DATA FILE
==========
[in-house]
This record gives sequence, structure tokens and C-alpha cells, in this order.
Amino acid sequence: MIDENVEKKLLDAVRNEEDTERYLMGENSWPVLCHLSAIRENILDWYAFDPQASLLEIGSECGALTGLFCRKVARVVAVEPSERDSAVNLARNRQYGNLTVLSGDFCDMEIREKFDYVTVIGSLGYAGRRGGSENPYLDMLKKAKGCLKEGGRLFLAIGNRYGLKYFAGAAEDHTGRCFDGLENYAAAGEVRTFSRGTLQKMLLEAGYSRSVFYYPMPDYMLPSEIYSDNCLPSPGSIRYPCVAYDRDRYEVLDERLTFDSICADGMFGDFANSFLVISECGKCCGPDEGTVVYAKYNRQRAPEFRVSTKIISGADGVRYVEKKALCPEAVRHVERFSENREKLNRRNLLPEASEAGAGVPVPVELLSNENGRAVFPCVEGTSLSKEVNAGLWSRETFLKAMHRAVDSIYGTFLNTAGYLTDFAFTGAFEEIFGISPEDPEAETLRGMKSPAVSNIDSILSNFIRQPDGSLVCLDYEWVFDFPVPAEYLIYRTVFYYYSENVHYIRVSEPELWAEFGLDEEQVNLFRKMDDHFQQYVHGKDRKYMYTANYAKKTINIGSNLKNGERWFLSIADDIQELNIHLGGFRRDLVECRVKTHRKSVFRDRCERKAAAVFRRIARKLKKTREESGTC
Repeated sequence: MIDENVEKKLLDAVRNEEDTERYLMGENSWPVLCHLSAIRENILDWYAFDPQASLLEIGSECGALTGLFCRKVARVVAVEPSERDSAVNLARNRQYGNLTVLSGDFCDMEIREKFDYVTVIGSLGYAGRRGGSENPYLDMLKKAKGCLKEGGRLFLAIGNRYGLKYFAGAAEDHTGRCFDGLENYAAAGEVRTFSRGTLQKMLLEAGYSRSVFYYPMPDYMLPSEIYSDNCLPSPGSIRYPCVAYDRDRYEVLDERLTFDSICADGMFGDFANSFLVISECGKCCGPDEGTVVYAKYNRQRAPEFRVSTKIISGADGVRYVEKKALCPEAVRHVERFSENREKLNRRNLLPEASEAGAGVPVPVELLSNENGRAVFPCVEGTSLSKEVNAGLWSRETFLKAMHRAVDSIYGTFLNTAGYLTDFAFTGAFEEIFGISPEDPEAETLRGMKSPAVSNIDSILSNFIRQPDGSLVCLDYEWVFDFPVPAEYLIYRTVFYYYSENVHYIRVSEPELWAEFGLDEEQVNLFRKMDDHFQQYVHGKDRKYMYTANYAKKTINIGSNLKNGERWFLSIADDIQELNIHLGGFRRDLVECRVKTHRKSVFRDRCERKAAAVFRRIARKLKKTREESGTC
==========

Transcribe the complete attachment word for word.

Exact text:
[in-house]
This record gives sequence, structure tokens and C-alpha cells, in this order.
Amino acid sequence: MIDENVEKKLLDAVRNEEDTERYLMGENSWPVLCHLSAIRENILDWYAFDPQASLLEIGSECGALTGLFCRKVARVVAVEPSERDSAVNLARNRQYGNLTVLSGDFCDMEIREKFDYVTVIGSLGYAGRRGGSENPYLDMLKKAKGCLKEGGRLFLAIGNRYGLKYFAGAAEDHTGRCFDGLENYAAAGEVRTFSRGTLQKMLLEAGYSRSVFYYPMPDYMLPSEIYSDNCLPSPGSIRYPCVAYDRDRYEVLDERLTFDSICADGMFGDFANSFLVISECGKCCGPDEGTVVYAKYNRQRAPEFRVSTKIISGADGVRYVEKKALCPEAVRHVERFSENREKLNRRNLLPEASEAGAGVPVPVELLSNENGRAVFPCVEGTSLSKEVNAGLWSRETFLKAMHRAVDSIYGTFLNTAGYLTDFAFTGAFEEIFGISPEDPEAETLRGMKSPAVSNIDSILSNFIRQPDGSLVCLDYEWVFDFPVPAEYLIYRTVFYYYSENVHYIRVSEPELWAEFGLDEEQVNLFRKMDDHFQQYVHGKDRKYMYTANYAKKTINIGSNLKNGERWFLSIADDIQELNIHLGGFRRDLVECRVKTHRKSVFRDRCERKAAAVFRRIARKLKKTREESGTC
Repeated sequence: MIDENVEKKLLDAVRNEEDTERYLMGENSWPVLCHLSAIRENILDWYAFDPQASLLEIGSECGALTGLFCRKVARVVAVEPSERDSAVNLARNRQYGNLTVLSGDFCDMEIREKFDYVTVIGSLGYAGRRGGSENPYLDMLKKAKGCLKEGGRLFLAIGNRYGLKYFAGAAEDHTGRCFDGLENYAAAGEVRTFSRGTLQKMLLEAGYSRSVFYYPMPDYMLPSEIYSDNCLPSPGSIRYPCVAYDRDRYEVLDERLTFDSICADGMFGDFANSFLVISECGKCCGPDEGTVVYAKYNRQRAPEFRVSTKIISGADGVRYVEKKALCPEAVRHVERFSENREKLNRRNLLPEASEAGAGVPVPVELLSNENGRAVFPCVEGTSLSKEVNAGLWSRETFLKAMHRAVDSIYGTFLNTAGYLTDFAFTGAFEEIFGISPEDPEAETLRGMKSPAVSNIDSILSNFIRQPDGSLVCLDYEWVFDFPVPAEYLIYRTVFYYYSENVHYIRVSEPELWAEFGLDEEQVNLFRKMDDHFQQYVHGKDRKYMYTANYAKKTINIGSNLKNGERWFLSIADDIQELNIHLGGFRRDLVECRVKTHRKSVFRDRCERKAAAVFRRIARKLKKTREESGTC